It should be easy for states that have adopted Learning Forward’s Standards for Professional Learning to ensure that federal dollars used for professional development meet the new definition in the Every Student Succeeds Act (ESSA).
While both documents are presented differently, fundamentally they address the same points — and they should. The ESSA definition is the result of many years of many people’s efforts to transition the previous definition to one that aligned with the evidence on professional learning that affects educator and student practice.
A crosswalk demonstrating the alignment will assist states and districts to see the similarities and accelerate the application of both.
I call on all educators to use this crosswalk as a source of support in planning, designing, assessing, and advocating for the professional learning you need most to support the outcomes you must achieve on behalf of the students you serve.
|ESSA definition||Learning Forward’s Standards for Professional Learning||How they align|
|“PROFESSIONAL DEVELOPMENT— The term ‘professional development’ means activities that —||Professional learning that increases educator effectiveness and results for all students …|
|“(A) are an integral part of school and local educational agency strategies||Leadership:… requires skillful leaders who develop capacity, advocate, and create support systems for professional learning.||Both establish that professional learning is a critical strategy in educational improvement and require leadership to create the systems essential to support it.|
|for providing educators (including teachers, principals, other school leaders, specialized instructional support personnel, paraprofessionals, and, as applicable, early childhood educators)||“Educator describes the members of the education workforce, those employed within schools and school systems and in other education agencies…” (Learning Forward, 2011).||Both identify “educator” broadly, including leaders and teachers.|
|with the knowledge and skills necessary to enable students to succeed in a well-rounded education and to meet the challenging State academic standards; and||Outcomes:… aligns its outcomes with educator performance and student curriculum standards.||The Outcomes standard specifically addresses student academic standards.|
|“(B) are sustained (not stand-alone, 1-day, or short term workshops),||Implementation:…applies research on change and sustains support for implementation of professional learning for long-term change.||Both call for sustained learning as necessary to achieve intended outcomes.|
|intensive,||Learning Designs:… integrates theories, research, and models of human learning to achieve its intended outcomes.||Effective learning designs assist educators in moving beyond comprehension of the surface features of a new idea or practice to developing a more complete understanding.|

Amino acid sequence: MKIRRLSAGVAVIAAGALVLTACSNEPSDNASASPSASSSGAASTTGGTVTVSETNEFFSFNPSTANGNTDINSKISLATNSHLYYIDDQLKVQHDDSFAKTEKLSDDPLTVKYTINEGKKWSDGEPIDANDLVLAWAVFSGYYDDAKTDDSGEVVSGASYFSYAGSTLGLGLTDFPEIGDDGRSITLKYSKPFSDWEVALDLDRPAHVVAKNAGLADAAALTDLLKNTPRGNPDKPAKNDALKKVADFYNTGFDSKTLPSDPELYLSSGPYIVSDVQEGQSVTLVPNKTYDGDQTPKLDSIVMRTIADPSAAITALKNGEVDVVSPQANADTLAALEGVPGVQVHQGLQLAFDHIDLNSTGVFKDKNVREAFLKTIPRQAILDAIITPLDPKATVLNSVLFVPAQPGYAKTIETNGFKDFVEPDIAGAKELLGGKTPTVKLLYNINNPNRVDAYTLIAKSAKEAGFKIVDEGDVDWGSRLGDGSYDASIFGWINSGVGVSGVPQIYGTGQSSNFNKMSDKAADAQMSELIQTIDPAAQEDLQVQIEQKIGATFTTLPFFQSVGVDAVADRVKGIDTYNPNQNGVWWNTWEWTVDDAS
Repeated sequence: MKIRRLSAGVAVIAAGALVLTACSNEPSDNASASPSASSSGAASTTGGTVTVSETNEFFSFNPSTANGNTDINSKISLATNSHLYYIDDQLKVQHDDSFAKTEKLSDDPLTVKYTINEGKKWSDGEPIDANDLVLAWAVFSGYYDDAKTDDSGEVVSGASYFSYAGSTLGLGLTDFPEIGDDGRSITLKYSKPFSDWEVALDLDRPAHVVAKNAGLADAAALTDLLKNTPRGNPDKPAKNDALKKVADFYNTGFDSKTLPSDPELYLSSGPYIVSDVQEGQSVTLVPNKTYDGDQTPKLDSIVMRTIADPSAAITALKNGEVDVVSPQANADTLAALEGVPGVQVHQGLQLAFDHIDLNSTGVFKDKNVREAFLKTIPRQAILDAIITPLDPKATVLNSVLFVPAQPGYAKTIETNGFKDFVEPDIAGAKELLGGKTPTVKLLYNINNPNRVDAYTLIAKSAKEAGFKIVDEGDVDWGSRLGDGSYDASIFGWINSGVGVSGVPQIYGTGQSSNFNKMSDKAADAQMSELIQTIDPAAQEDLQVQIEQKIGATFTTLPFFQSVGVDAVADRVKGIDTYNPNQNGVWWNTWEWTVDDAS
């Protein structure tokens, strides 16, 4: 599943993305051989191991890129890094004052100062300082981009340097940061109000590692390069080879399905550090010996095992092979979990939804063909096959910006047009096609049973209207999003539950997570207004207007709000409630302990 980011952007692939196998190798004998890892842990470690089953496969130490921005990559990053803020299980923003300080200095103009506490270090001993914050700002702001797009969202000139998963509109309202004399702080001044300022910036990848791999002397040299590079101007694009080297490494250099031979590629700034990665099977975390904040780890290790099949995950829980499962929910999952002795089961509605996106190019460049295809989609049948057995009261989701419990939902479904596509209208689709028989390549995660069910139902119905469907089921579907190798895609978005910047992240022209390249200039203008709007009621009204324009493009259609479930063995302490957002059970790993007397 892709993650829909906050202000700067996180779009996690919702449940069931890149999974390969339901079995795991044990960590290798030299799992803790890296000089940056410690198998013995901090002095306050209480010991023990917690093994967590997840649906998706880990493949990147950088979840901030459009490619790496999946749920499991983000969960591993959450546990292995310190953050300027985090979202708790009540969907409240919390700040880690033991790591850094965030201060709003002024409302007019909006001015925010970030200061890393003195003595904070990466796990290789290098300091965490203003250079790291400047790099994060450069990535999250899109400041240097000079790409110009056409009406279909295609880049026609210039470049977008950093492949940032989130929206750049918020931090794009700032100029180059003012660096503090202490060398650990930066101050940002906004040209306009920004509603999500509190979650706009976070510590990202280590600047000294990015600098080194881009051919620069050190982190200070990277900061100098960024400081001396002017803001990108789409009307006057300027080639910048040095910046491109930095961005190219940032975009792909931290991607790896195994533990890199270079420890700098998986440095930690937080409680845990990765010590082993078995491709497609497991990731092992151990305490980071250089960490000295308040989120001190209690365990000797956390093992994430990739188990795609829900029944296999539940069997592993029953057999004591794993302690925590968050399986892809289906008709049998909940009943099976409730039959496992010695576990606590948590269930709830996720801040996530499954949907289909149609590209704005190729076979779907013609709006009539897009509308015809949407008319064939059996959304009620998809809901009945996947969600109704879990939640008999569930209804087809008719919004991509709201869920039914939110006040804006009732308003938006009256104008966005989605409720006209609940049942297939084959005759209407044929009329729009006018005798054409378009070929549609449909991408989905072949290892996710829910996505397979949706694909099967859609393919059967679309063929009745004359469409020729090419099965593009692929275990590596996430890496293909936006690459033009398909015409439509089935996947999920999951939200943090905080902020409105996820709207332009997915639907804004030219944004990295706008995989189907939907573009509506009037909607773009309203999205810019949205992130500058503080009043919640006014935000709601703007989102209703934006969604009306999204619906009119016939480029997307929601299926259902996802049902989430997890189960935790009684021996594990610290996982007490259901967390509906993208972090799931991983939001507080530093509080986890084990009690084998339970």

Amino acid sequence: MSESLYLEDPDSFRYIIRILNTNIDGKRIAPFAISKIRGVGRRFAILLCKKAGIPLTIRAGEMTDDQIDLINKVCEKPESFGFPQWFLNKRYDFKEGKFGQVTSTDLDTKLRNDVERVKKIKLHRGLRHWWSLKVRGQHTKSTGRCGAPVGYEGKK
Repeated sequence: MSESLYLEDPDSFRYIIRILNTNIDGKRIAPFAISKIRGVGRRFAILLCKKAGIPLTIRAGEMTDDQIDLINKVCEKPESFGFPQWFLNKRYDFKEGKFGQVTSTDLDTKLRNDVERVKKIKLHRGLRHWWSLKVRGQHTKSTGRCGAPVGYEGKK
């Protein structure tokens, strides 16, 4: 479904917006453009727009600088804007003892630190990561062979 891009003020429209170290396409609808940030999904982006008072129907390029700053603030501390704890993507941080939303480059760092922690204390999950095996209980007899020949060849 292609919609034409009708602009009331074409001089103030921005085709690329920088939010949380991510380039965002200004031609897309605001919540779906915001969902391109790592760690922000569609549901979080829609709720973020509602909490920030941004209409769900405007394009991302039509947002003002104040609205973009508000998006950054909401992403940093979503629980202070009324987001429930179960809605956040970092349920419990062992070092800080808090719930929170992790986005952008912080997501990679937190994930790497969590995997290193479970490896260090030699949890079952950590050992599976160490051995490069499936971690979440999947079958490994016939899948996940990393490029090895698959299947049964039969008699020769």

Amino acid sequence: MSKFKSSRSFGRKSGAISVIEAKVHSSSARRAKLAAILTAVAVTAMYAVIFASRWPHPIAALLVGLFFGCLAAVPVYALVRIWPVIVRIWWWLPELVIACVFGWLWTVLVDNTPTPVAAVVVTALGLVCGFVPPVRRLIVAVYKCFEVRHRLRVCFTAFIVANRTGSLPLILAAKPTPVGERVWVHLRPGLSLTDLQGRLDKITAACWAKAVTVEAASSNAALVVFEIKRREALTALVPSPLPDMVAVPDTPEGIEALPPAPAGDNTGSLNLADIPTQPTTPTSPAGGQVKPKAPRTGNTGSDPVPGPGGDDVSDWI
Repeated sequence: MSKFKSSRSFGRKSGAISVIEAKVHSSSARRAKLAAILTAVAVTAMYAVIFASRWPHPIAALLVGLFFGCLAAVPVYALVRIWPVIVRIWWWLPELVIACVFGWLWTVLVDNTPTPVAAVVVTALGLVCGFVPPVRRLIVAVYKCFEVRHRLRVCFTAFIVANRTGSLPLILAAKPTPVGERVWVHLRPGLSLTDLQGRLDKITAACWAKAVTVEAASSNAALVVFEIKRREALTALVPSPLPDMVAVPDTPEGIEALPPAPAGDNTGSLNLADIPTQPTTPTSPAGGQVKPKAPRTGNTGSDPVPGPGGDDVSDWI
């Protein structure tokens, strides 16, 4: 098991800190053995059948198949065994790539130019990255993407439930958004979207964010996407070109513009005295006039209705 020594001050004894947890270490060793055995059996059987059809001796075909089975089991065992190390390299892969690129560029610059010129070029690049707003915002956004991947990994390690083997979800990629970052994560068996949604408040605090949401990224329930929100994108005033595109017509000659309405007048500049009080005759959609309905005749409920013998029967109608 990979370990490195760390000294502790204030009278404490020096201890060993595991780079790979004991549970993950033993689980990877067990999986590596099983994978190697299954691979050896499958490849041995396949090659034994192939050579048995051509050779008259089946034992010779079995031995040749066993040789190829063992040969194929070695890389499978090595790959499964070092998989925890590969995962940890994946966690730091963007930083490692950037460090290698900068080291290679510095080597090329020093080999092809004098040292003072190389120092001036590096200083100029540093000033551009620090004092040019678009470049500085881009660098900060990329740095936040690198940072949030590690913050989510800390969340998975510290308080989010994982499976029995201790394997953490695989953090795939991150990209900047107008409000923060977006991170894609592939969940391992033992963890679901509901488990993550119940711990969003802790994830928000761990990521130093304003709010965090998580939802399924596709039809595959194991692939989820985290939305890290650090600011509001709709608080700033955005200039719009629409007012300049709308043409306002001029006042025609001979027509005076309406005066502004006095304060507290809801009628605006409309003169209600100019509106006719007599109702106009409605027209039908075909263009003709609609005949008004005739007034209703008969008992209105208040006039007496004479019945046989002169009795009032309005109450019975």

|collaborative,||Learning Communities:… occurs within learning communities committed to continuous improvement, collective responsibility, and goal alignment.Learning Designs:… integrates theories, research, and models of human learning to achieve its intended outcomes.||The Learning Communities standard addresses the values, culture, and structures that enable collaboration. The Learning Designs standard is the application of collaborative learning.|
|job-embedded,||Resources:… requires prioritizing, monitoring, and coordinating resources for educator learning.Learning Designs: … integrates theories, research, and models of human learning to achieve its intended outcomes.||The Resources standard rationale specifies that “professional learning embedded into educators’ workdays increases the opportunity … and such job-embedded learning aligns the focus of adult learning to student needs” (Learning Forward, 2011, p. 33). Job-embedded is a learning design.|
|data-driven,||Data:… uses a variety of sources and types of student, educator, and system data to plan, assess, and evaluate professional learning.||Data is used to ensure educators meet performance standards and have the competencies to address student learning needs. Data drive and inform ongoing evaluation for improvement.|
|and classroom-focused,||Implementation:…applies research on change and sustains support for implementation of professional learning for long-term change.Learning Communities: … occurs within learning communities committed to continuous improvement, collective responsibility, and goal alignment.||The essential components of implementation –follow-up, coaching, practice, feedback, and reflection — must take place in the classroom. Learning communities focus on establishing the collective responsibility for student success.|
|andmay includeactivities that – “||We recommend weighing the use of the optional activities that follow against these shared elements of the definition and Standards for Professional Learning.|
- Learning Forward’s Standards for Professional Learning.
- Every Student Succeeds Act (ESSA) background and definition of professional learning.
This post originally appeared in Learning Forward’s PD Watch.
Stephanie Hirsh retired in June 2019 after 31 years with Learning Forward, an international association of more than 13,000 educators committed to increasing student achievement through effective professional learning. Hirsh led the organization as its executive director for the last 13 years where she presented, published, and consulted on Learning Forward’s behalf across North America.